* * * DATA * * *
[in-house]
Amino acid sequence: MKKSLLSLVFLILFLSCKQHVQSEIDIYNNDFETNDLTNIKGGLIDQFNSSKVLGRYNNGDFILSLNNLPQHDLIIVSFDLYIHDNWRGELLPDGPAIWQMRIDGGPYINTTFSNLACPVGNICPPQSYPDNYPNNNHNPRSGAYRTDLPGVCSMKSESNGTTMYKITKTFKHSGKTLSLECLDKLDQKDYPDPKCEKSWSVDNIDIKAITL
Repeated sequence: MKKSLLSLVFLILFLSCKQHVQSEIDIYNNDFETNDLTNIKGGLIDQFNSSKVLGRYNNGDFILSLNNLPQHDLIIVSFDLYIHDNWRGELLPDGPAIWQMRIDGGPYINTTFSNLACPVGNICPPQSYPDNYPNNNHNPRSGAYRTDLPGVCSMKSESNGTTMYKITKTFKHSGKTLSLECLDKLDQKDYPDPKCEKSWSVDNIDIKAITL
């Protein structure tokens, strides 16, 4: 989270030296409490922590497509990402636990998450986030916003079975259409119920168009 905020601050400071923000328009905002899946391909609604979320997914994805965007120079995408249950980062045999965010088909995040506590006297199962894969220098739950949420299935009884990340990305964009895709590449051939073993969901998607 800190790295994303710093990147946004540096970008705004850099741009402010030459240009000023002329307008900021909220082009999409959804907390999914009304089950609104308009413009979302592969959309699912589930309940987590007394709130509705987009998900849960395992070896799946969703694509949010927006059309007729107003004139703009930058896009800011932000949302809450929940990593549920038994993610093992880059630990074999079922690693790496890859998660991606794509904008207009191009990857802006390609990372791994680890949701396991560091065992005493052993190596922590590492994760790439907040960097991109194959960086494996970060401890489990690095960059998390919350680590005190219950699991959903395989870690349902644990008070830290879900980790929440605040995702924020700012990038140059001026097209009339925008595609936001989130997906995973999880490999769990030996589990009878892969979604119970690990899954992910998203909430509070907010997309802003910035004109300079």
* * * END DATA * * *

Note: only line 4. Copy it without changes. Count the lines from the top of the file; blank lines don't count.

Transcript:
């Protein structure tokens, strides 16, 4: 989270030296409490922590497509990402636990998450986030916003079975259409119920168009 905020601050400071923000328009905002899946391909609604979320997914994805965007120079995408249950980062045999965010088909995040506590006297199962894969220098739950949420299935009884990340990305964009895709590449051939073993969901998607 800190790295994303710093990147946004540096970008705004850099741009402010030459240009000023002329307008900021909220082009999409959804907390999914009304089950609104308009413009979302592969959309699912589930309940987590007394709130509705987009998900849960395992070896799946969703694509949010927006059309007729107003004139703009930058896009800011932000949302809450929940990593549920038994993610093992880059630990074999079922690693790496890859998660991606794509904008207009191009990857802006390609990372791994680890949701396991560091065992005493052993190596922590590492994760790439907040960097991109194959960086494996970060401890489990690095960059998390919350680590005190219950699991959903395989870690349902644990008070830290879900980790929440605040995702924020700012990038140059001026097209009339925008595609936001989130997906995973999880490999769990030996589990009878892969979604119970690990899954992910998203909430509070907010997309802003910035004109300079």